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Multi-dimensional well-being associated with economic dependence on ecosystem services in deltaic social-ecological systems of Bangladesh

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Helen Adams, W. Neil Adger, Sate Ahmad, Ali Ahmed, Dilruba Begum, Zoe Matthews, Mohammed Mofizur Rahman, Kristine Nilsen, Georgina Grace Gurney, Peter Kim Streatfield

Original languageEnglish
JournalRegional environmental change
Accepted/In press17 Feb 2020

King's Authors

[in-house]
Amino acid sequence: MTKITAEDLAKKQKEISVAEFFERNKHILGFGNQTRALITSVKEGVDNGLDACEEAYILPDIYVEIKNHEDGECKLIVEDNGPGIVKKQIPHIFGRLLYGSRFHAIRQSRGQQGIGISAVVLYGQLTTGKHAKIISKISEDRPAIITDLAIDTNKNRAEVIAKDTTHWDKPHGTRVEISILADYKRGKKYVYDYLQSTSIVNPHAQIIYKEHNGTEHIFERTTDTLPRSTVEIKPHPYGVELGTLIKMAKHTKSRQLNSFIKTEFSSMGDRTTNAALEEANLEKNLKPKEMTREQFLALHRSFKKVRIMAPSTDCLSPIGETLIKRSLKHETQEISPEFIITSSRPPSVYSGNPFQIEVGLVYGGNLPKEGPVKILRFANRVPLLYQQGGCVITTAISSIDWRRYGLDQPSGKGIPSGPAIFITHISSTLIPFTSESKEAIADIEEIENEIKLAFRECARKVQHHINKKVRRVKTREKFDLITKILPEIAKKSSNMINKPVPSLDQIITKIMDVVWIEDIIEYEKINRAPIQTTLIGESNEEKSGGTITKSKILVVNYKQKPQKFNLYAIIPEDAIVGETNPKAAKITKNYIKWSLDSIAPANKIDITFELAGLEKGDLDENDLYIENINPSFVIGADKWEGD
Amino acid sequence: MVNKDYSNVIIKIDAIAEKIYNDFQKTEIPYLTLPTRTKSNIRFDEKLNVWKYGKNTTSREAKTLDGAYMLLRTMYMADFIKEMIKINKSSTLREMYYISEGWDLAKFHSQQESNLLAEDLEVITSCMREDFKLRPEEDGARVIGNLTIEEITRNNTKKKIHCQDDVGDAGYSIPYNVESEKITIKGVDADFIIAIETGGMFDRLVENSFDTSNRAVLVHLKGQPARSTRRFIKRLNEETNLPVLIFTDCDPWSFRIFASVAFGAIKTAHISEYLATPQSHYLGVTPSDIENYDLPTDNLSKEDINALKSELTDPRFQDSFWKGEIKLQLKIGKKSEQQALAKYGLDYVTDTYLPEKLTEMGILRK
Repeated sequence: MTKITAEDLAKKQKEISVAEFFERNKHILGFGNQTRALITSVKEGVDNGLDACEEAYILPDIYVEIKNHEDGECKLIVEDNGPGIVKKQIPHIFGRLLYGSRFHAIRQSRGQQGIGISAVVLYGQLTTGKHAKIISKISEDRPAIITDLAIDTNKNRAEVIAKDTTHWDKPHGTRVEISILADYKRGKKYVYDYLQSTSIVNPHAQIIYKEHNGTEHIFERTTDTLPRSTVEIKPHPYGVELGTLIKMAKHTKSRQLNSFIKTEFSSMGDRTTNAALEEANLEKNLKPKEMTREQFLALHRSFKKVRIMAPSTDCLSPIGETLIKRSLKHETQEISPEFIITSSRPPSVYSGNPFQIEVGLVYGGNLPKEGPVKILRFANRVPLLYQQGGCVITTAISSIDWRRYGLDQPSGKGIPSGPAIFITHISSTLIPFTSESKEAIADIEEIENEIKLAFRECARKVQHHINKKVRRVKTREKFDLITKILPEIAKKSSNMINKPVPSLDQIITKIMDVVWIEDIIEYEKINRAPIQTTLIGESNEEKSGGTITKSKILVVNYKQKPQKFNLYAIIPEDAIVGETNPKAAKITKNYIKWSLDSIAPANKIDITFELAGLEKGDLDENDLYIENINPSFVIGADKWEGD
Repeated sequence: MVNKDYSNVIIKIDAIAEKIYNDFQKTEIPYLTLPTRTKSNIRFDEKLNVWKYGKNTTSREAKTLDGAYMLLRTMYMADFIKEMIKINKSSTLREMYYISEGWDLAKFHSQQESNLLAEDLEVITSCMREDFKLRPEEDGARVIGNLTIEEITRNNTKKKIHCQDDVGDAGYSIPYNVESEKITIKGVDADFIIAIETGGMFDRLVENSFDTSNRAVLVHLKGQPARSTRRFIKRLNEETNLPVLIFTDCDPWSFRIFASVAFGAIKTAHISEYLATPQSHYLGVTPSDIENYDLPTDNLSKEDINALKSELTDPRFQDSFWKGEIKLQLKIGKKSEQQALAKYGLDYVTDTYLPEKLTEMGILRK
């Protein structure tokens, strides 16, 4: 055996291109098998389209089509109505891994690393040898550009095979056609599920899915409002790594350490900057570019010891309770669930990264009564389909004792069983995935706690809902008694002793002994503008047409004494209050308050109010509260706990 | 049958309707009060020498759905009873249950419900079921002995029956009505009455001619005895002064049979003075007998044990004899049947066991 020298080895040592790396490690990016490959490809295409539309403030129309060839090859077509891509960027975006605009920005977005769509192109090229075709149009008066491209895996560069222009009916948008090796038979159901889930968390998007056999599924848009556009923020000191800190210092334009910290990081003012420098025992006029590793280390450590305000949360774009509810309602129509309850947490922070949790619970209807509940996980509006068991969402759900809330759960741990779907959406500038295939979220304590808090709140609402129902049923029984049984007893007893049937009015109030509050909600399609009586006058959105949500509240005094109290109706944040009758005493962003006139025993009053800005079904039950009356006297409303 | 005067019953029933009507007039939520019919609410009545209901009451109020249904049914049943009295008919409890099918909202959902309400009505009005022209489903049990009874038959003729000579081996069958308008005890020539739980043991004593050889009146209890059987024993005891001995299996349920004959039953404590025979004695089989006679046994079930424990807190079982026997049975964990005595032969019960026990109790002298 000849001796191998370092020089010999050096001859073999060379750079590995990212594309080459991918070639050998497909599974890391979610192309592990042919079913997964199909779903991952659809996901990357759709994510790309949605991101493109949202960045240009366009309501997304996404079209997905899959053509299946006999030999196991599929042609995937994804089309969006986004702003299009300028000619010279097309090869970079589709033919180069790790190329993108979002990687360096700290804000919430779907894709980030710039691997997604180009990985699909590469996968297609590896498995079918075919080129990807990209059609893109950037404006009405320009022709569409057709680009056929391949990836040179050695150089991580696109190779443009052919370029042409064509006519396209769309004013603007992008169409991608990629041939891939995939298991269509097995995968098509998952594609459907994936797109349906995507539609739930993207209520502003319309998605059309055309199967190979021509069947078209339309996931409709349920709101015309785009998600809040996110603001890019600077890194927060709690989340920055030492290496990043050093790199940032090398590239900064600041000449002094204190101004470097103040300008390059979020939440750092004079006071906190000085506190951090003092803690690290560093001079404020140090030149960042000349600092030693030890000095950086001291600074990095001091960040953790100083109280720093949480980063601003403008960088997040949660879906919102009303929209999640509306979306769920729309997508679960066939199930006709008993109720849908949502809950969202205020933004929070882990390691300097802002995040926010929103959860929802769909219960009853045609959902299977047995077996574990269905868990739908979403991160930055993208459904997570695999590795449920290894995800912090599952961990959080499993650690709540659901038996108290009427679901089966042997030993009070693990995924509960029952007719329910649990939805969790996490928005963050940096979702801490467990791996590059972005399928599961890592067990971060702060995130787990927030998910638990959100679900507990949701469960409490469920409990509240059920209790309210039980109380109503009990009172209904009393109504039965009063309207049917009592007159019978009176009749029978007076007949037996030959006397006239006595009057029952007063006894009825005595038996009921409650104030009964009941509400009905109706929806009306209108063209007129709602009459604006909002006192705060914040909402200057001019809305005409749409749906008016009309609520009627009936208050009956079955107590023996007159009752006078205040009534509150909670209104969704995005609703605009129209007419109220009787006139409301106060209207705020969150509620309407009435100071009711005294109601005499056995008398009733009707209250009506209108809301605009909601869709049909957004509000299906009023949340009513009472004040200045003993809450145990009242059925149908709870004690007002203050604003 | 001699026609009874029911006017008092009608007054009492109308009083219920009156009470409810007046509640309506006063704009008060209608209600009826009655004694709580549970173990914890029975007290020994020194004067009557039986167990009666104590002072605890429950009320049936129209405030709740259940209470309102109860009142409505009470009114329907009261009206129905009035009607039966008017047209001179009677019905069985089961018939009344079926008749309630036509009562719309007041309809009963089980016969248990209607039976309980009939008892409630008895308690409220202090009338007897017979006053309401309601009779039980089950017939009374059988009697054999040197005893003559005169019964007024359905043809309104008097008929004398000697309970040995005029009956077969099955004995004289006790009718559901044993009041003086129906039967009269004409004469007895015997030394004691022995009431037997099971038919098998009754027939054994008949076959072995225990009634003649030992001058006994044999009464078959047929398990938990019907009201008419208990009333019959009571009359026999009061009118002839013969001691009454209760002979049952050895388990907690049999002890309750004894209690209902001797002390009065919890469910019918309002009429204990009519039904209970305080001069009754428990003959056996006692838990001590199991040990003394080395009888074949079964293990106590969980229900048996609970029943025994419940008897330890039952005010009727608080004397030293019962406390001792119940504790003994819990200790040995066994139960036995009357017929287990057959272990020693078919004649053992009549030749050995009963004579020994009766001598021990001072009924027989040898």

While the benefits humans gain from ecosystem functions and processes are critical in natural resource-dependent societies with persistent poverty, ecosystem services as a pathway out of poverty remains an elusive goal, contingent on the ecosystem and mediated by social processes. Here we investigate three emerging dimensions of the ecosystem services-poverty relationship: economic contribution of provisioning ecosystem services to the household livelihood mix; social-ecological systems producing different bundles of ecosystem services; and material wealth versus reported life satisfaction. We analyse these relationships in Bangladesh, using data from a bespoke 1586-household survey, stratified by seven social-ecological systems in the delta coastal region. We create poverty lines to ensure comparability with traditional poverty measures that overlook environmental factors and subjective measurements of well-being. We find that any contribution of ecosystem services-based income to the livelihood mix decreases the likelihood of the incidence of poverty, and of individuals reporting dissatisfaction. We find no relationship between the incidence of material poverty and the specific social-ecological systems, from agriculture to fisheries-dominated systems. However, the probability of the household head being dissatisfied was significantly associated with social-ecological system. Individuals living in areas dominated by export-oriented shrimp aquaculture reported lower levels of life satisfaction as an element of their perceived well-being. These results highlight the need for social policy on poverty that accounts for the diversity of outcomes across social-ecological systems, including subjective as well as material dimensions of well-being. National poverty reduction that degrades ecosystem services can have negative implications for the subjective well-being of local populations.

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